Irene Beardsley is about fifteen years older than Boynton. Eighty-eight-year-old Beardsley started climbing in college in California through the Stanford Alpine Club – but she said her initial exposure to climbing wasn’t quite as supportive as Boyton’s.
“I had a different experience than Bev because in the Club, they told us ‘Well, there were some women who were really good, but you're not so good.’ But I did start to lead and I climbed with women – that was good,” she said.
Beardsley was, in fact, very good at climbing. She and her friend Sue Swedlund completed the first all-female ascent of the North Face of the Grand Teton in 1965. Beardsley was pregnant with her second child at the time.
For Beardsley, climbing has always been about the people you’re with.
“One of the things that I particularly like about the Tetons is friends, the way you feel about the people you share a rope with – it just was so wonderful,” she said.
In 1957, Beardsley and her friend John Dietschy were the first to climb a challenging seven-pitch route in the Tetons going up Disappointment Peak. Beardsley said she kept it together until a big storm rolled in.
“There's a big gap at the top where there's a very hard climb on the opposite face and you can get under that rock and we sat there. And I just sort of bawled because I was just, you know, I had been brave all through the climb,” she said.
Dietschy later named the route in her honor, and Irene’s Arete is now one of the most popular rock climbs in the Tetons. Beardsley still hikes in the Tetons regularly – and got up the Grand one last time at a remarkable age.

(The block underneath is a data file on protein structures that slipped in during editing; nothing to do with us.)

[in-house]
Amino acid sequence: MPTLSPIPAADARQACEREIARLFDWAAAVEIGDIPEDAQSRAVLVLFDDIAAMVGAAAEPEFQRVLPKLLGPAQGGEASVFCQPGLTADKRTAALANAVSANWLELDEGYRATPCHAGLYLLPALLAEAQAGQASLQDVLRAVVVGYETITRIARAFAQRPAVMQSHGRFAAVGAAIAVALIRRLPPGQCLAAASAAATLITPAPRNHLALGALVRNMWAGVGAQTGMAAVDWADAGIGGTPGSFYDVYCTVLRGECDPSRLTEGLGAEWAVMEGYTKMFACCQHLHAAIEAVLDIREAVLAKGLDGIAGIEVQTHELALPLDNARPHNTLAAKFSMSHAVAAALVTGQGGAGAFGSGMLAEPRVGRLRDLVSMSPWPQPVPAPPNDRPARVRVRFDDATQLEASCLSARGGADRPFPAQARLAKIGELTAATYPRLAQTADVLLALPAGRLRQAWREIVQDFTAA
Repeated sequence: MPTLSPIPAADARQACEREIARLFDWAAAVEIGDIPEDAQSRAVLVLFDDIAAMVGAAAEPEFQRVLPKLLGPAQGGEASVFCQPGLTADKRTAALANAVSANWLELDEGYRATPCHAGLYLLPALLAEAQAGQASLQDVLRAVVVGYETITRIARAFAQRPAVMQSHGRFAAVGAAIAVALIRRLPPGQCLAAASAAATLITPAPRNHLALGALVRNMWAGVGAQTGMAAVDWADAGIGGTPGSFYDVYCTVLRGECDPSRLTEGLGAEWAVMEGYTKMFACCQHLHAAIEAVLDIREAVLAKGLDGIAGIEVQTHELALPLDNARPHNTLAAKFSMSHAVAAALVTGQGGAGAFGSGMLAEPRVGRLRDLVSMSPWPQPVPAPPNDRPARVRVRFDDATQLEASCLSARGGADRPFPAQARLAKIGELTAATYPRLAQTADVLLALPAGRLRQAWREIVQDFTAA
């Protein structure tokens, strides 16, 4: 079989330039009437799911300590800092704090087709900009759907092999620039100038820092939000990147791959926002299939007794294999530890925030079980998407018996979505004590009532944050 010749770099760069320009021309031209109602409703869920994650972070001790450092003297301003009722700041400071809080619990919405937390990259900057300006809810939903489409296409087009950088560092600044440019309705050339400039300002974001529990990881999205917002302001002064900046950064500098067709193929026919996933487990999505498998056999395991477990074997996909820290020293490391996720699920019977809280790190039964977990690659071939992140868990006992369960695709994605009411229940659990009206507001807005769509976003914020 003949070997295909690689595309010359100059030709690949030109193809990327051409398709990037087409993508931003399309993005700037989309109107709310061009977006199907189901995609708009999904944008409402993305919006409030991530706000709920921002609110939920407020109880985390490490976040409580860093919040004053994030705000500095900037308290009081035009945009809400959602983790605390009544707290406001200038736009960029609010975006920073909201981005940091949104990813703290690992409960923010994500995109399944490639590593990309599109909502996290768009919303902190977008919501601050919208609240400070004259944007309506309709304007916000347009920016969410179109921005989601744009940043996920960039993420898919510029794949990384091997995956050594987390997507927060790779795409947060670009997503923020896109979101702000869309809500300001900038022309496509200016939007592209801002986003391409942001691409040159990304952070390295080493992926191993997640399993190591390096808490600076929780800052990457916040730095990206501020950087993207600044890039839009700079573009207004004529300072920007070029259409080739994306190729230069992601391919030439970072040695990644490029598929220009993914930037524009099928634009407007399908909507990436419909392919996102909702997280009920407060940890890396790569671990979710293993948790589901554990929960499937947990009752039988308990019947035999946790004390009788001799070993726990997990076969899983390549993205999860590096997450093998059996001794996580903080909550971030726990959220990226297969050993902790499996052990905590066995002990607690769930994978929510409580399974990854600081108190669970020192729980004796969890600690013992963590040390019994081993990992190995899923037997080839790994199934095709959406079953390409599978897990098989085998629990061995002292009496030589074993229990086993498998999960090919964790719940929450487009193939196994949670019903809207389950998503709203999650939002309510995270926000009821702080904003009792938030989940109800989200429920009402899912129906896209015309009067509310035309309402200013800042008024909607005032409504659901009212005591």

“We think I was 75 – it was very slow,” she laughed.
Challenges they faced
Beardsley was the first woman to ever guide for the Jackson-based guiding company Exum in 1963, although she was only able to do so once.
Kimberly Geil moderated the panel and is the founder of the Exum History Project. Often referred to as Exum’s historian, Geil said the company’s original owner brought on Beardsley because the company was short-staffed at the time.
“In 1963, Glenn [Exum] was desperate for another guide to help Herb Swedlund with a group of nine climbers on Cube Point. So reluctantly, he hired Irene as an assistant guide.”
Geil said the company didn’t hire its first full-time female guide, Catherine Cullinane, until 1981, after owner Exum had retired.
“Glenn Exum was unfortunately very old fashioned and out of step, I would say when it came to women. Very supportive of his male guides, he did not think women should guide,” she said.
Cullinane, who was also on the panel, said she looks back on the experience with a lot of appreciation.
“I was in nursing school, I made money to go through school and got to go climbing and it was the best and it still is – my people,” she said.
Despite those kinds of barriers to entry, Geil said that women kept pushing themselves and the sport to higher heights. Geil quoted mountain guide and historian Renny Jackson’s reflections on climbing in the range in the collection titled A Place Called Jackson Hole: A Historic Resource Study of Grand Teton National Park.
“Here we see in the Tetons, a tradition that has continued to the present day – namely, noteworthy alpine achievements by women who can hold their own in the sport,” Geil said.